The statue game
Shifting signifiers of stationary figuration
- Published 13.03.18
Something there is that doesn't love a statue. Specifically, all statues of kings, queens, leaders and political figures are installed and stay erected at least partly against something, against an idea or against a group of people; and for all the motivation behind the installation of this sort of statue there is also the implication of a counter-force, an opposition, and the statue is also the symbol of the vanquishing of this opposition, of the victory over the countervailing idea or ideology; every statue of a political figure is surrounded by the invisible presence of the obstacles and rivals the figure overcame in his or her lifetime. So, to start with a simple equation: a statue of Napoleon Bonaparte reminds us of the man's victories against the great armies of Europe that were ranged against him, while a statue of Wellington can never quite shake off the ghost of Napoleon who he was most famous for defeating; a statue of Queen Victoria lauds the idea of the British Empire whereas a statue of Gandhi or Nehru alludes to the dismantling of that Empire; statues of Garibaldi, Bismarck and Lenin mark not only the formation of three nation-states, of Italy, Germany and the Soviet Union respectively, but also the defeat of the forces that opposed the formation of those states.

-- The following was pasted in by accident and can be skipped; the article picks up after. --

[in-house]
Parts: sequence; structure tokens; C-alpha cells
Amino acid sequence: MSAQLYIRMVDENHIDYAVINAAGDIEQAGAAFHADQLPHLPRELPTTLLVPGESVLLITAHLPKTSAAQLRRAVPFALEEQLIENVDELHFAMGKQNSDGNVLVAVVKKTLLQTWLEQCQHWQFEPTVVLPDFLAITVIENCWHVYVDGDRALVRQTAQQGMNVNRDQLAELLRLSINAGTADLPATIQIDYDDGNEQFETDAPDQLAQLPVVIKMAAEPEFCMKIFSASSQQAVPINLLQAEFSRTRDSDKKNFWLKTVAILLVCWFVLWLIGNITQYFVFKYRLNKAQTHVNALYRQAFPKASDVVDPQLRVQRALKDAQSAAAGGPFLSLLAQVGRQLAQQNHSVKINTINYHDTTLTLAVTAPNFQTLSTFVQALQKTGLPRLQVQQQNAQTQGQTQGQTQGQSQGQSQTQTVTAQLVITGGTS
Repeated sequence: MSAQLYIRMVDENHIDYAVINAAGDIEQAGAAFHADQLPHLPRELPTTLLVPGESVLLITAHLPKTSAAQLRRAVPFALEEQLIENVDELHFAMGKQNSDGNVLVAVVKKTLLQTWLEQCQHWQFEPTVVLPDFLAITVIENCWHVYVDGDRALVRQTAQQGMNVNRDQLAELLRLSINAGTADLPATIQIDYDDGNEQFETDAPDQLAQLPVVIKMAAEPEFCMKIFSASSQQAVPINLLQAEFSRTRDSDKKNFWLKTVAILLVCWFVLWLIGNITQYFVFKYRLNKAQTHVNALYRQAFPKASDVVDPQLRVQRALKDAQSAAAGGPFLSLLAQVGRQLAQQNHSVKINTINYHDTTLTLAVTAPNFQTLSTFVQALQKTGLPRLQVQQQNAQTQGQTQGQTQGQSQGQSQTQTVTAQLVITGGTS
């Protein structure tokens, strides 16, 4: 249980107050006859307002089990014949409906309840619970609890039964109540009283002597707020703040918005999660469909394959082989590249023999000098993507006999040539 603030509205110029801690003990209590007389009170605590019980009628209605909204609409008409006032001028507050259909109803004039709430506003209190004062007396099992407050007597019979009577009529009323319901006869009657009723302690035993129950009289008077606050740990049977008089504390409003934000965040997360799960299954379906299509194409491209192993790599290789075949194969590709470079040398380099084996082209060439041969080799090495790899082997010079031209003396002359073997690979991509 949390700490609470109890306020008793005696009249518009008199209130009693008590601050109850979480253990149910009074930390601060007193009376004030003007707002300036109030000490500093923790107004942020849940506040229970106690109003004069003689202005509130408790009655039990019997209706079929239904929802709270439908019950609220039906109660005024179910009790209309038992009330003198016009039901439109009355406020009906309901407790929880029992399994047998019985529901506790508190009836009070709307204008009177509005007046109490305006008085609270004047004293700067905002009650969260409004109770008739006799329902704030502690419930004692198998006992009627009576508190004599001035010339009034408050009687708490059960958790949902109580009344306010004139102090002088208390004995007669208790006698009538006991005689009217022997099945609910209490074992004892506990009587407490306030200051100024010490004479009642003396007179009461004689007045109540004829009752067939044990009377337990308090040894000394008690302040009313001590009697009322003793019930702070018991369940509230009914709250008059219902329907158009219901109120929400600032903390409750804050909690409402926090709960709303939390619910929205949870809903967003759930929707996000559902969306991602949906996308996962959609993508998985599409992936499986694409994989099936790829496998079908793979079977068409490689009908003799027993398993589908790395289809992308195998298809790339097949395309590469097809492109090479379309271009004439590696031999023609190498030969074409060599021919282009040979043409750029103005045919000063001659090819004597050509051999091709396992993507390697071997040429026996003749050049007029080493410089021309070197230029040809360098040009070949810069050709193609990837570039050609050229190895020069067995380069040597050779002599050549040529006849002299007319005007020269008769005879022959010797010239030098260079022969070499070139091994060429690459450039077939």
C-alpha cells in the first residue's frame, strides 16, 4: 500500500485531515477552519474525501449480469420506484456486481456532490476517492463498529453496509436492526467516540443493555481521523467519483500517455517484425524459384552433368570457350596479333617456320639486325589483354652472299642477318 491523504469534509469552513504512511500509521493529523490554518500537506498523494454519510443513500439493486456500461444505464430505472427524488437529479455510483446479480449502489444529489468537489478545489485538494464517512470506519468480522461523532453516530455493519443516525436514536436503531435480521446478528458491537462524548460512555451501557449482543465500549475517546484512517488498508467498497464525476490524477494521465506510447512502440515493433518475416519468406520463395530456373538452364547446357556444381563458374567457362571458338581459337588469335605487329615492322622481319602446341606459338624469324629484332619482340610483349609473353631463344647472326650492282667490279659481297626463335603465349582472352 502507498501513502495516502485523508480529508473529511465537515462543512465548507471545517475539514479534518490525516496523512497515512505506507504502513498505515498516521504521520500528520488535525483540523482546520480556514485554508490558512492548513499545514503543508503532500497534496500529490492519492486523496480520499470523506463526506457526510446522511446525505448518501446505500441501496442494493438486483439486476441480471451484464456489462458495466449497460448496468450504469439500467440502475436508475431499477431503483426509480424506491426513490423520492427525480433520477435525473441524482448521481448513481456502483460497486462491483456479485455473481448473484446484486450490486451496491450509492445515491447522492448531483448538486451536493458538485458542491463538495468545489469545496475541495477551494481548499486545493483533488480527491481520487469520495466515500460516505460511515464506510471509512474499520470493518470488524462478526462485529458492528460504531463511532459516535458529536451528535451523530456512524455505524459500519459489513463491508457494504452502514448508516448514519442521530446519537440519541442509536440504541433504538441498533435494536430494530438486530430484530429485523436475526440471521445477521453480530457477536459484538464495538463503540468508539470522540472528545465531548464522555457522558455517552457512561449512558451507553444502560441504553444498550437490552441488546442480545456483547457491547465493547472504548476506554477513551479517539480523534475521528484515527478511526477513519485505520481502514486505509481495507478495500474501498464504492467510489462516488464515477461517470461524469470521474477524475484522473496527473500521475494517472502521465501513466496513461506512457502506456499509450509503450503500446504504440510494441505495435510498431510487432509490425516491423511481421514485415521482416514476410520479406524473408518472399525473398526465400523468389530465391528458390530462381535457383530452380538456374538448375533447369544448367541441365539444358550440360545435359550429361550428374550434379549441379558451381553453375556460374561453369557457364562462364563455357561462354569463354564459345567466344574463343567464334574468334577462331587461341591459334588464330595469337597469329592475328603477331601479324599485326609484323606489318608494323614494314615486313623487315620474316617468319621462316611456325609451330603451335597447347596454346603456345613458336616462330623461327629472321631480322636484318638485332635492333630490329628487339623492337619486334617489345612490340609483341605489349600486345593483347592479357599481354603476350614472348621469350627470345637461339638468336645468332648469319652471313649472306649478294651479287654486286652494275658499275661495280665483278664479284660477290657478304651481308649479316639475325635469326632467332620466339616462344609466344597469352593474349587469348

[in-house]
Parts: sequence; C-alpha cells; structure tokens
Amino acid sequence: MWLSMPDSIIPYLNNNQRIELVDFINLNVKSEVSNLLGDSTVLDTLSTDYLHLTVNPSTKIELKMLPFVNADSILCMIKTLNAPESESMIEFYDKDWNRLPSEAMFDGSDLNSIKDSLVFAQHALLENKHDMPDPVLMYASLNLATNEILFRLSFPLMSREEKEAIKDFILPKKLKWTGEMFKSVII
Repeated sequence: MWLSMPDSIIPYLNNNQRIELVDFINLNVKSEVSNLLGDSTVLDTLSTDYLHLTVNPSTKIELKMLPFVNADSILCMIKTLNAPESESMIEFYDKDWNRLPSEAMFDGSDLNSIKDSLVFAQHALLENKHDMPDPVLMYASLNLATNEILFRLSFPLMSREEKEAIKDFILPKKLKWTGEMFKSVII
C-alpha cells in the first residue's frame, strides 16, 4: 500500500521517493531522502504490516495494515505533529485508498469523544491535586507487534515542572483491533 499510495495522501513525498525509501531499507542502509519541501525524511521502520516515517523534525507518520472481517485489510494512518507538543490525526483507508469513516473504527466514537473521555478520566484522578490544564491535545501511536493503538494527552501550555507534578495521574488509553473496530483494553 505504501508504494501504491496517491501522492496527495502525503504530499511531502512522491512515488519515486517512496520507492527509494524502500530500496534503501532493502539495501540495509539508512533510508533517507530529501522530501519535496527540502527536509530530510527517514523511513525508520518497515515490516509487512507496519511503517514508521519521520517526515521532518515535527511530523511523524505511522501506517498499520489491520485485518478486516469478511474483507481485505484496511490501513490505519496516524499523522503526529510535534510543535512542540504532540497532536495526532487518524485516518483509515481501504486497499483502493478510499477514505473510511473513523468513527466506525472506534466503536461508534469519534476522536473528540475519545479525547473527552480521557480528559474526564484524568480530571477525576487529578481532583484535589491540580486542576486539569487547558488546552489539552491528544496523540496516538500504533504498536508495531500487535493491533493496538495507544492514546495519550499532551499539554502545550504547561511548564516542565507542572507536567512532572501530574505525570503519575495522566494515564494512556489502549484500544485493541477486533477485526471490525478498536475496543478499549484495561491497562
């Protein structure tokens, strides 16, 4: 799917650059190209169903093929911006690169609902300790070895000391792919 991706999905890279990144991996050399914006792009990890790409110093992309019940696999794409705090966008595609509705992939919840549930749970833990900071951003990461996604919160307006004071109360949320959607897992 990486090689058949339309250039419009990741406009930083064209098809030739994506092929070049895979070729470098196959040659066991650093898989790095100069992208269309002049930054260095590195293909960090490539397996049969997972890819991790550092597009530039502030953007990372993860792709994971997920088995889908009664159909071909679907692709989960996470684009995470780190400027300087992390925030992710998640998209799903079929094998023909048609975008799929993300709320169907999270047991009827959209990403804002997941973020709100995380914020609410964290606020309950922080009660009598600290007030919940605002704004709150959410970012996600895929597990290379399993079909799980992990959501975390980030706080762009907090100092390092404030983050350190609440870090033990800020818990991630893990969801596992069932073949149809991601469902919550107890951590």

At some point, however, things in the statue-game start to get complicated. The title of the story by the Bangla avant-garde writer, Subimal Mishra, "The Corpse of Haaraan Majhi's Widow or the Golden Gandhi Statue", is a bitter satire on the condition of the poor living under the gaze of a golden statue of Gandhi. The idea of a statue of Gandhi, an imaginary, obscenely opulent golden one, challenges what we are told MKG stood for, that is, simplicity, truth, non-violence, and it also skewers the hypocrites who have used the symbol of Gandhi to maintain the status quo in the country and shore up the huge, violently iniquitous gap between the rich and the vast majority of the poor. Gandhi and his legacy have also been challenged by the hundreds of thousands of statues of his sharpest critic, Bhimrao Ambedkar, that have been put up across the country. From another direction, Gandhi's memory has been undercut by the statues and portraits of the men who murdered him or who instigated his murder. Every bust of Nathuram Godse, every portrait or statue of Vinayak Savarkar is testimony to the fact that these men who hated Gandhi and his ideology are revered heroes for a small group of powerful people in this country. History has a habit of playing the cheapest of tricks and so it's unsurprising that these people, who have always hated Gandhi and Ambedkar, now want to have their cake and eat it too, or, to use another old saying 'want a bit of bacon on their beef'; therefore we have the naked effrontery of some political leaders garlanding a statue of Gandhi one day, one of Ambedkar the next and one of Savarkar on the third. When they have spare time, these leaders also manage to include Bhagat Singh (an atheist and an admirer of Lenin) as a garlanding target.